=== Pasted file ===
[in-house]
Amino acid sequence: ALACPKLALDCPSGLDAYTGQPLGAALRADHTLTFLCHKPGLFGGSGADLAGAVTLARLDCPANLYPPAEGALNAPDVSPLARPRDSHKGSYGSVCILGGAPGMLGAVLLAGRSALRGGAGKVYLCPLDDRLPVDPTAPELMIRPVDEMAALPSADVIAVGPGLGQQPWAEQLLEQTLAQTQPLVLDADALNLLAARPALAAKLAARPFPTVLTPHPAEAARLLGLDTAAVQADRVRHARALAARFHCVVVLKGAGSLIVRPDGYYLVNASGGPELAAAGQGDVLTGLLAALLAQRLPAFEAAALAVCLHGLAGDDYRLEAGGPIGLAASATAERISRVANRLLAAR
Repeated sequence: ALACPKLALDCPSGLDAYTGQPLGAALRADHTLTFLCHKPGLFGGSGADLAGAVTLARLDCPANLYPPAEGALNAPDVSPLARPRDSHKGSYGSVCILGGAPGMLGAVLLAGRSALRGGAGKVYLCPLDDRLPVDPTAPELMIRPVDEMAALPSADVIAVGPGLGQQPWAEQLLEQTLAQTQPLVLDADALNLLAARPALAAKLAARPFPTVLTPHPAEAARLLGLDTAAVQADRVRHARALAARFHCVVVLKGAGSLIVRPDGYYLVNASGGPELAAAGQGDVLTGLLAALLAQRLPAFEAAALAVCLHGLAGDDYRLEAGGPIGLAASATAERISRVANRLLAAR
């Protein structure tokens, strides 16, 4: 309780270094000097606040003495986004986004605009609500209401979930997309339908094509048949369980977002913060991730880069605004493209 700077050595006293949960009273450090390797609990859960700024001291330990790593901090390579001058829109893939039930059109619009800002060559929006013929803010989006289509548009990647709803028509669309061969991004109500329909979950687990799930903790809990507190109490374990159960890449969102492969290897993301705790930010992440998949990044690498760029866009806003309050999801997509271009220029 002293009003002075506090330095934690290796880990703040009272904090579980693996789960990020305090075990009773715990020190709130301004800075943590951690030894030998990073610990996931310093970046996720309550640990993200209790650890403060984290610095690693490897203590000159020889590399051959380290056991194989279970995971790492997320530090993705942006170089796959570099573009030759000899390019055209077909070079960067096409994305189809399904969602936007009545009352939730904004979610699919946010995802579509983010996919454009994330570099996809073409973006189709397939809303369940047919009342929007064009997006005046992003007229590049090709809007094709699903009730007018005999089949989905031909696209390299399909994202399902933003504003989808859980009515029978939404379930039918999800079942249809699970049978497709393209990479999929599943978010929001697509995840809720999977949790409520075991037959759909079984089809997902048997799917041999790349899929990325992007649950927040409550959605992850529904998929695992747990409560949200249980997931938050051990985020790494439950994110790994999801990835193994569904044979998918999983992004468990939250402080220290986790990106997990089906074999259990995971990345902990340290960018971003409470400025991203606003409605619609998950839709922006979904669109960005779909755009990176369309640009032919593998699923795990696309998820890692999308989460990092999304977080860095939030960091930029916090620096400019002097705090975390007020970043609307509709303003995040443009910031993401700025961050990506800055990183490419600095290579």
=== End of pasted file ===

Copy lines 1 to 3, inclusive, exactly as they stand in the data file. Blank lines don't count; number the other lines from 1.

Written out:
[in-house]
Amino acid sequence: ALACPKLALDCPSGLDAYTGQPLGAALRADHTLTFLCHKPGLFGGSGADLAGAVTLARLDCPANLYPPAEGALNAPDVSPLARPRDSHKGSYGSVCILGGAPGMLGAVLLAGRSALRGGAGKVYLCPLDDRLPVDPTAPELMIRPVDEMAALPSADVIAVGPGLGQQPWAEQLLEQTLAQTQPLVLDADALNLLAARPALAAKLAARPFPTVLTPHPAEAARLLGLDTAAVQADRVRHARALAARFHCVVVLKGAGSLIVRPDGYYLVNASGGPELAAAGQGDVLTGLLAALLAQRLPAFEAAALAVCLHGLAGDDYRLEAGGPIGLAASATAERISRVANRLLAAR
Repeated sequence: ALACPKLALDCPSGLDAYTGQPLGAALRADHTLTFLCHKPGLFGGSGADLAGAVTLARLDCPANLYPPAEGALNAPDVSPLARPRDSHKGSYGSVCILGGAPGMLGAVLLAGRSALRGGAGKVYLCPLDDRLPVDPTAPELMIRPVDEMAALPSADVIAVGPGLGQQPWAEQLLEQTLAQTQPLVLDADALNLLAARPALAAKLAARPFPTVLTPHPAEAARLLGLDTAAVQADRVRHARALAARFHCVVVLKGAGSLIVRPDGYYLVNASGGPELAAAGQGDVLTGLLAALLAQRLPAFEAAALAVCLHGLAGDDYRLEAGGPIGLAASATAERISRVANRLLAAR